By Jackson Russell
Member for McEwen Rob Mitchell has called for ‘important changes’ to be made to the Federal Government’s JobKeeper and coronavirus supplement payments after both were extended.
Prime Minister Scott Morrison announced the changes last week with JobKeeper extended to March 28 and the COVID-19 supplement for JobSeeker extended to December 31.
While the two payments have been extended, both will be significantly reduced.
From September 28 to January 3, JobKeeper payments will reduce from $1500 to $1200 per fortnight for most employees and $750 per fortnight for employees working less than 20 hours before reducing again to $1000 and $650 until March 28.
The coronavirus supplement for people on income support was scheduled to end on September 25 but will instead be reduced from $550 per fortnight to $250 per fortnight.
A total of 9833 in the McEwen electorate are accessing JobSeeker while businesses in the electorate made more than 4000 applications for JobKeeper payments in April.
Mr Morrison said the extra assistance would continue to support hundreds of thousands of Australians who were without work and offered businesses and their workers a lifeline.
“We will have Australian’s backs as we face the ongoing impacts of COVID-19,” Mr Morrison said.
“There is no silver bullet and this is about delivering the support Australians need and the policies our economy requires to reopen, recover and create jobs.”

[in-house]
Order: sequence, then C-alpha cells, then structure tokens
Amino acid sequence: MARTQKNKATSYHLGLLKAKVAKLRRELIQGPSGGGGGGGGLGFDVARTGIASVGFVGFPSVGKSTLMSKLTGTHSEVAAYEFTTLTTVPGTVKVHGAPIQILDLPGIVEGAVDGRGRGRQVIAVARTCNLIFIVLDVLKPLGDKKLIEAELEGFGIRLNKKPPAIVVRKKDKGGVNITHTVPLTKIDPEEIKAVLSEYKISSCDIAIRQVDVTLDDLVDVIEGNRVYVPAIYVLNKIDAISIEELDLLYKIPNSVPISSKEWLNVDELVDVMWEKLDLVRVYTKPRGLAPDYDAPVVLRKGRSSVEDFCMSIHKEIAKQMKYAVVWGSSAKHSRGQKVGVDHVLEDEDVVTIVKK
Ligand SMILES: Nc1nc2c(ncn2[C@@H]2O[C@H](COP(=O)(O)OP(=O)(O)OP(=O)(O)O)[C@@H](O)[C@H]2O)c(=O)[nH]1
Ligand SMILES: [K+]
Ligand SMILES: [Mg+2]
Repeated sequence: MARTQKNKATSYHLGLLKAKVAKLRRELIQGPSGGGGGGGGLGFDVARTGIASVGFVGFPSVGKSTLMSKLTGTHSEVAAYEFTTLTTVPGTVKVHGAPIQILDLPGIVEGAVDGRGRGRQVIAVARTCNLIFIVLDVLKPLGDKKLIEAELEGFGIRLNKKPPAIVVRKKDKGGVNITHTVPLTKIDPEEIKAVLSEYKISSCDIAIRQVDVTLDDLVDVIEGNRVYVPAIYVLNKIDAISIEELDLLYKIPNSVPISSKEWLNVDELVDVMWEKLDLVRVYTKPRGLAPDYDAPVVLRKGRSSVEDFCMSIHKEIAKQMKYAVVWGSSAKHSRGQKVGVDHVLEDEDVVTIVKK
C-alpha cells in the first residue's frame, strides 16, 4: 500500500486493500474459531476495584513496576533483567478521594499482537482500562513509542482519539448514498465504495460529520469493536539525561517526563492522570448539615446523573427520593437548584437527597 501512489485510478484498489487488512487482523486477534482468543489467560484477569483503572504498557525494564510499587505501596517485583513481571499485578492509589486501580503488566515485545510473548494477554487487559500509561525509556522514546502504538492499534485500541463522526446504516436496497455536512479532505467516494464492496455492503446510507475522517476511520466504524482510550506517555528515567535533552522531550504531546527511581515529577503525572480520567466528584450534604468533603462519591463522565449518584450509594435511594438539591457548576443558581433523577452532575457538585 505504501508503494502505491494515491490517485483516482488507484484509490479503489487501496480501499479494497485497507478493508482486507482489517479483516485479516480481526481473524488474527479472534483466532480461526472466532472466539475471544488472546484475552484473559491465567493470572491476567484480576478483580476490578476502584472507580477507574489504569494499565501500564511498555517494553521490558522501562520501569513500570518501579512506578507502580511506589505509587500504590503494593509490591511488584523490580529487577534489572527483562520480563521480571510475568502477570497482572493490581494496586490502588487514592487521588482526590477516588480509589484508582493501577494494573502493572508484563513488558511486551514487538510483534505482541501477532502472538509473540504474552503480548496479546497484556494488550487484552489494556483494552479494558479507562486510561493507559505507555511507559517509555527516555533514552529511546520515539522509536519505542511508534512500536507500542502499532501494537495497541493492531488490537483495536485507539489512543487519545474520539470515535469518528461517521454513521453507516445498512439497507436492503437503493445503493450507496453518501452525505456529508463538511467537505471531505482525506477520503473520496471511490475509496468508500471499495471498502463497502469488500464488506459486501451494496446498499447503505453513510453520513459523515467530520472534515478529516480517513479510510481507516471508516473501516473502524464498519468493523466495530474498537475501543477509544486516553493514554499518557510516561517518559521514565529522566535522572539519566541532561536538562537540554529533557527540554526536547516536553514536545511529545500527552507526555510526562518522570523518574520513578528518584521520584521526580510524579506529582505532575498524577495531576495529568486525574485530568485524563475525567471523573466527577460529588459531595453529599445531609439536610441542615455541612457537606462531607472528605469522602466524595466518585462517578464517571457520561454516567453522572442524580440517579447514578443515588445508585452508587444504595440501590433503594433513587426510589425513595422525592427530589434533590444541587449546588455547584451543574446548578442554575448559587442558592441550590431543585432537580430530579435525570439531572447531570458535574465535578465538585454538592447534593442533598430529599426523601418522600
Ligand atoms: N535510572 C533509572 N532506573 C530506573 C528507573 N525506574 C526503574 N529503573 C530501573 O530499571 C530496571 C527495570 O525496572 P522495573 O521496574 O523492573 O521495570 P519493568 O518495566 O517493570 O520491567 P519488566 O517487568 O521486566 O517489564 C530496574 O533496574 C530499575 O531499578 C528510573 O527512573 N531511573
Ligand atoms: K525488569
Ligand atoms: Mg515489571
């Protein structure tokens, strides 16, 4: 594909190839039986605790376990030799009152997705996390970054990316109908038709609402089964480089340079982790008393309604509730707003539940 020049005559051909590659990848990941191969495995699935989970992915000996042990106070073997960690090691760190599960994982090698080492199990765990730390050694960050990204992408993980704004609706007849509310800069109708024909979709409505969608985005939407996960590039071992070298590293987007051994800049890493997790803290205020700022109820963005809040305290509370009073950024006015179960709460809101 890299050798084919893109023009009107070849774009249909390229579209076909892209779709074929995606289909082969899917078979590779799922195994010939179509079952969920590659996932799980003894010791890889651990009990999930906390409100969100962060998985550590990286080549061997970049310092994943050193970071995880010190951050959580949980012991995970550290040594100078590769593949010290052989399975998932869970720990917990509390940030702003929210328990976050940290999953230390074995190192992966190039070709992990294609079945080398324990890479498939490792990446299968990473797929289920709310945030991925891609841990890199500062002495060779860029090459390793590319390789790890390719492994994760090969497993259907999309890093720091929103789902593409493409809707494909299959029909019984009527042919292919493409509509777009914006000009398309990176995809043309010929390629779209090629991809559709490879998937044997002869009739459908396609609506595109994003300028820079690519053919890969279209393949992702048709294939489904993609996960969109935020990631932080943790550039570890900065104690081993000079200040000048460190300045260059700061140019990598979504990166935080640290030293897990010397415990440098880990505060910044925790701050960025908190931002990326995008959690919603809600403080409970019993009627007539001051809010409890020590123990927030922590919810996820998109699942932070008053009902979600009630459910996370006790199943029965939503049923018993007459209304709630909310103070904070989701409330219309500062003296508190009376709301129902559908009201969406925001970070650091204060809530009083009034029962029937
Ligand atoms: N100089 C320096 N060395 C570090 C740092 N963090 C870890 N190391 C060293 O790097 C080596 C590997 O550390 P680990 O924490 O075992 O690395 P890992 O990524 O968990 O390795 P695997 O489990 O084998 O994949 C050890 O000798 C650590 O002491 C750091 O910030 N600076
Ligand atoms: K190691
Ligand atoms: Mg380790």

Mr Mitchell said a ‘badly designed and badly implemented’ program had meant people were being overpaid.
“Labor wants to see sole traders and casuals included because they’ve been totally wiped under the government’s first version of JobKeeper,” he said.
“We need to see early childhood educators, aviation industry workers and others who have now clocked over 12 months of working in casual or part time positions to be included for JobKeeper support.”
Mr Mitchell said a two-tiered system meant some in the community would not be sufficiently supported.
“A proper wage subsidy would deliver a better, financially responsible position for the government and more help to our community members who need it,” he said.
The Labor member also advocated for a permanent increase in JobSeeker, saying it was needed to help keep people out of poverty and move into secure work.
“Sadly, more than 1.6 million Australians now need the JobSeeker payment, and this number is set to increase over the coming months,” he said.
“For too long, the government has tried to argue that $40 a day is enough to live off and prepare to get back into the workforce. It’s not.
“Putting an arbitrary end date on support will only continue to damage community and business confidence, shrink the economy and put more fear into Australians who are already under mental and financial pressure.
“Our communities need to know what is happening with their jobs, they are worried about how they will put food on the table, school shoes on their kids, pay the rent, and pay the mortgage.”